Why are deer, foxes, and mythical creatures in Japanese art considered sacred? What is the long-tailed turtle or the six-armed ferocious demon? Japanese folklore, Shinto (an indigenous religion that reveres nature), and Buddhism have furnished fascinating subjects and ideas for imagery over many centuries. This installation of paintings, sculptures, prints, and textiles from the museum’s collection presents the rich visual culture of the supernatural in Japan.
In literature, theater, and visual arts embracing the supernatural, physical and spiritual crossover is a common theme: fierce demons sometimes can be deities in disguise, and animals can shapeshift to human beings. Representations of yurei (ghosts)—inspired by either historical events or popular tales—perhaps have the most varied forms. Each artist deeply mines their own imagination, as the examples here showcase.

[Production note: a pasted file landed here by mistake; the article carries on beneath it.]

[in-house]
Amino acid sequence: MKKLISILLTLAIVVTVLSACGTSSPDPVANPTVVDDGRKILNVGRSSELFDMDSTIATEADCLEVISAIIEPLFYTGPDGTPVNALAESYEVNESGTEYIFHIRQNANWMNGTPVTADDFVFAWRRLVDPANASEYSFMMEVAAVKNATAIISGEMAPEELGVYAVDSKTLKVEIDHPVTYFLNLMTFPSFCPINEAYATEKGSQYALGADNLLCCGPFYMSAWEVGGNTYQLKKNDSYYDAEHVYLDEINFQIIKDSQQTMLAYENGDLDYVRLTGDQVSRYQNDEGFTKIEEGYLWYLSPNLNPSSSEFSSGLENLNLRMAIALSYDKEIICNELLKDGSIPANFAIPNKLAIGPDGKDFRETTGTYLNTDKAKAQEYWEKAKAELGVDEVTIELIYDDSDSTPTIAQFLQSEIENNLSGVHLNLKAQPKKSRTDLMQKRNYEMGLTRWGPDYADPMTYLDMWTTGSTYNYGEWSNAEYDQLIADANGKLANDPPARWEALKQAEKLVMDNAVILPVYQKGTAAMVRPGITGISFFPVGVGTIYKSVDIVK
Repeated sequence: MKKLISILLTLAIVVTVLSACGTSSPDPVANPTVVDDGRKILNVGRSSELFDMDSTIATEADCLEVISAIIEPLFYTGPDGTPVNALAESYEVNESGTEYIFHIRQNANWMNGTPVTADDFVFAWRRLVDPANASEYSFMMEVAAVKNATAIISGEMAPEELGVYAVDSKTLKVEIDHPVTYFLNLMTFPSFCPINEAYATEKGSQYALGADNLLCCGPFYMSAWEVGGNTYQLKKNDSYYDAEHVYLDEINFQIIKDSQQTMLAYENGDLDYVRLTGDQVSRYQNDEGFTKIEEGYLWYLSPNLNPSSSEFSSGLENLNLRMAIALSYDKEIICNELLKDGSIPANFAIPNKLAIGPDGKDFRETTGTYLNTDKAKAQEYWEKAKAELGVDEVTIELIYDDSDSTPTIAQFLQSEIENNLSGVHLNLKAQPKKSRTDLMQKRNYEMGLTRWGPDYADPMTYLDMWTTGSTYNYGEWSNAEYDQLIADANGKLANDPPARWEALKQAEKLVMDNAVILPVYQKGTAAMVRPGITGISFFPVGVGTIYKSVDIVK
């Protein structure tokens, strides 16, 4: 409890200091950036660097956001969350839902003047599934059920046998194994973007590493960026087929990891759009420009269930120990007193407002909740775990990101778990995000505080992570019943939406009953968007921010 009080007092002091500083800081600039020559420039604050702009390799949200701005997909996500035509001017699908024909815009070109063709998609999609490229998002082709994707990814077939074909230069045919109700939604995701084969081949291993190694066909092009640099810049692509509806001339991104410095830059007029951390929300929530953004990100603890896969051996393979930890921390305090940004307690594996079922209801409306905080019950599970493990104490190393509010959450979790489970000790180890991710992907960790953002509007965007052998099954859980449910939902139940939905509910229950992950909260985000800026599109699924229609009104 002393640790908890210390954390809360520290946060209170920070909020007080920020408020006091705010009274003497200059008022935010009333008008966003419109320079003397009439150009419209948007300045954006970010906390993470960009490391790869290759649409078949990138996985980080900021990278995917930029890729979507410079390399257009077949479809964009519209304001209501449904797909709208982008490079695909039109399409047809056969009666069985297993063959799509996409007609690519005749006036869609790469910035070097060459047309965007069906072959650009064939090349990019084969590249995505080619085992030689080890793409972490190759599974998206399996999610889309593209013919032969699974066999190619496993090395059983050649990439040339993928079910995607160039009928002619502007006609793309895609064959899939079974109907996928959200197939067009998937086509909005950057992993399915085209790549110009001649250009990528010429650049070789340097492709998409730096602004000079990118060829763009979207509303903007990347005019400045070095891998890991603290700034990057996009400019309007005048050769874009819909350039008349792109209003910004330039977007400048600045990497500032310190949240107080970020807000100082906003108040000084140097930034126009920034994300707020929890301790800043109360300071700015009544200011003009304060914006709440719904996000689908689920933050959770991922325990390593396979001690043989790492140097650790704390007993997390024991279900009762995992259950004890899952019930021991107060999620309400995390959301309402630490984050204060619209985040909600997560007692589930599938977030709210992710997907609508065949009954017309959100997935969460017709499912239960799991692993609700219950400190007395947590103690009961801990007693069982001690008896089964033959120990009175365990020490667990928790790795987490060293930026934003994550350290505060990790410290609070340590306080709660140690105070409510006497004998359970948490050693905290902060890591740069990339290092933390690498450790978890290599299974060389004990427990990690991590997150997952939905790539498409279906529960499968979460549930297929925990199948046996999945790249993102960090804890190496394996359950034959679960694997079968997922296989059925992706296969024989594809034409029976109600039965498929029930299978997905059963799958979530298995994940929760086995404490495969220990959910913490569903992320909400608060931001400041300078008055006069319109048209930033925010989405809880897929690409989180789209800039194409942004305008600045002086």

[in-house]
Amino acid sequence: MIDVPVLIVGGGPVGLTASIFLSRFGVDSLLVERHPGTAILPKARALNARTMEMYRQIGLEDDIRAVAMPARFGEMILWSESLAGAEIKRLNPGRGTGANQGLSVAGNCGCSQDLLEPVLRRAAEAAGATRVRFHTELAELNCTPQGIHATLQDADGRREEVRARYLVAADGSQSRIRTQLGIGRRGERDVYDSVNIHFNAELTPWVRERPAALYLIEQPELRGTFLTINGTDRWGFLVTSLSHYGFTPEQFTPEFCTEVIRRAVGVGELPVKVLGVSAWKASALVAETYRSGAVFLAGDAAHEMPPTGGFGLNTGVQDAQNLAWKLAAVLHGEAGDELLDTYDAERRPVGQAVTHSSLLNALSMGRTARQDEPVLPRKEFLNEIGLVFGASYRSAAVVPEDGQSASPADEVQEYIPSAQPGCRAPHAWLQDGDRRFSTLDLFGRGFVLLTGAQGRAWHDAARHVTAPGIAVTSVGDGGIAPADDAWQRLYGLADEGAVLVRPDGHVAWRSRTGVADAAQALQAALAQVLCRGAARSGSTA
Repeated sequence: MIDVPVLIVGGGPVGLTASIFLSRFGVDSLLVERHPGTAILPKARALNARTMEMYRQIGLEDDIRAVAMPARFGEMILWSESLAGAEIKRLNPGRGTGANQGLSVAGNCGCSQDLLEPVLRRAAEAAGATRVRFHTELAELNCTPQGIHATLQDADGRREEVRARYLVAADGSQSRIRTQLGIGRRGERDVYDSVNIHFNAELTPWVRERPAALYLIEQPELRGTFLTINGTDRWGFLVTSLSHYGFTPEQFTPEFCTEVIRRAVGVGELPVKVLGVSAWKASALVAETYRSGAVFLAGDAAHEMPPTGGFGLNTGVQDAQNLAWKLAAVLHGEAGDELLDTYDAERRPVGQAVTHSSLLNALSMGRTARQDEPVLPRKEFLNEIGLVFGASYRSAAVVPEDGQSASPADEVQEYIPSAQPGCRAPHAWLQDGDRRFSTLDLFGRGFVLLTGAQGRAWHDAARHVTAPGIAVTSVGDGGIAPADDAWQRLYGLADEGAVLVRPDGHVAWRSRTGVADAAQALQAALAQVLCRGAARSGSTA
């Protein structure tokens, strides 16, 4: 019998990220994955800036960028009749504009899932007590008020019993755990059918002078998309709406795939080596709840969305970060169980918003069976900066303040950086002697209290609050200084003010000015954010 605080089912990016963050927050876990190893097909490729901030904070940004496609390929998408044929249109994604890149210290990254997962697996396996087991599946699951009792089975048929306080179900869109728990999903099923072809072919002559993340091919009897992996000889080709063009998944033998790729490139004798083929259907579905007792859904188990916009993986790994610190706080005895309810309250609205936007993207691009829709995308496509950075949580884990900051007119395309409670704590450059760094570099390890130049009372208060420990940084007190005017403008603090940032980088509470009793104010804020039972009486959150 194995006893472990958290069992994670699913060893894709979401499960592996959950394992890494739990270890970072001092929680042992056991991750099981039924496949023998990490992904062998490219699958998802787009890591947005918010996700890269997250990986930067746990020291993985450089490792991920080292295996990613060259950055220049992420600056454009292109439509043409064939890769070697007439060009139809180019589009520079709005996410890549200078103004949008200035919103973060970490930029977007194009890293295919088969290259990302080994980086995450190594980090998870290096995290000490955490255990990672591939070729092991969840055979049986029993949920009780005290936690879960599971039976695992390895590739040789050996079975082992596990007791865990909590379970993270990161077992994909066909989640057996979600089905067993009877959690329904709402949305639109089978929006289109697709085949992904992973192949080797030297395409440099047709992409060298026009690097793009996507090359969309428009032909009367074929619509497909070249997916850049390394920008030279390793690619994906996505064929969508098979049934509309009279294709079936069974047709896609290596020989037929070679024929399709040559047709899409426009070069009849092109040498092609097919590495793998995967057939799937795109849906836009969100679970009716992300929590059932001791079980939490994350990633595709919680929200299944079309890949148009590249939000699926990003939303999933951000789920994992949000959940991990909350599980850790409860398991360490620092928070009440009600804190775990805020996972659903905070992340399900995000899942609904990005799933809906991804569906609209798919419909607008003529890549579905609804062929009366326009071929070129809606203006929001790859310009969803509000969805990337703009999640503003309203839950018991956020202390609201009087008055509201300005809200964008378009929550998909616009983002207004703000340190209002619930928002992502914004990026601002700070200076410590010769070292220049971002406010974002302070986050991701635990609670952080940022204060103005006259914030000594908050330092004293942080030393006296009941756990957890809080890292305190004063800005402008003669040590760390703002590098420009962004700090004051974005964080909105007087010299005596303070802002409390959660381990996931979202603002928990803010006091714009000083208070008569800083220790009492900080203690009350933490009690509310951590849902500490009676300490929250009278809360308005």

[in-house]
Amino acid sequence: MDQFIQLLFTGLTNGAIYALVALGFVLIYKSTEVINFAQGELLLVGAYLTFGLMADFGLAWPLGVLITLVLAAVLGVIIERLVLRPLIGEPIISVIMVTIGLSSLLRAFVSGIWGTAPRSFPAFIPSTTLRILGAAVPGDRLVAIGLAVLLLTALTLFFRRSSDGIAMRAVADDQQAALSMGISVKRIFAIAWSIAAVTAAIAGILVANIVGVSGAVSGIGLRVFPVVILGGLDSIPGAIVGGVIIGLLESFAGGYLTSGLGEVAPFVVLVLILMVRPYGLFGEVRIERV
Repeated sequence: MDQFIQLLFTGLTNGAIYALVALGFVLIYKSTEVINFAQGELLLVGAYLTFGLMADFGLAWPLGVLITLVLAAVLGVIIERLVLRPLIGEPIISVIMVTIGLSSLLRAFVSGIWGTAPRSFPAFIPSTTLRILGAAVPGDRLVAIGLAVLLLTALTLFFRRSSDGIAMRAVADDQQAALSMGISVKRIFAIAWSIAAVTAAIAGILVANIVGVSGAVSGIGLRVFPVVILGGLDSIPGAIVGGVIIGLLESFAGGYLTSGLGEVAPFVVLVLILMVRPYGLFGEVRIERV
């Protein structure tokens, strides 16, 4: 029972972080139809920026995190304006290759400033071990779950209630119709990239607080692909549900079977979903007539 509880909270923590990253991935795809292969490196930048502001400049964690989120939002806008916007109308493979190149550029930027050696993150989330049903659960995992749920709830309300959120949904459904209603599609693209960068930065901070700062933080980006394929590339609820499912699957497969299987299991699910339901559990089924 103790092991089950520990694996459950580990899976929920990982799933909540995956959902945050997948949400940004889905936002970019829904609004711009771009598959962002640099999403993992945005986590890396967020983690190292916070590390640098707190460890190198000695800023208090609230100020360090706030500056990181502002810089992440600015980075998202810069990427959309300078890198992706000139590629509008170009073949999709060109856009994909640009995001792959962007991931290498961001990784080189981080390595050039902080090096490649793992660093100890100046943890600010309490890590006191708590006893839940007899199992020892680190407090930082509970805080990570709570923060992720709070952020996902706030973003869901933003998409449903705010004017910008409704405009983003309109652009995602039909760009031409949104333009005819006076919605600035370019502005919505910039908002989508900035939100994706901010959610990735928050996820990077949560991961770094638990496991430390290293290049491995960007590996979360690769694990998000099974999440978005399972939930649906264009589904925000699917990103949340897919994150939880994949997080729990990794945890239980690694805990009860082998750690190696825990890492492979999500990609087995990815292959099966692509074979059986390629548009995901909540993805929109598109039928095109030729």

Underkimono (juban), 1912-26, Japanese, silk fabric with gauze weave (ro) hand-painted decoration in ink, 59 x 55 in., Margaret E. Fuller Purchase Fund, 98.48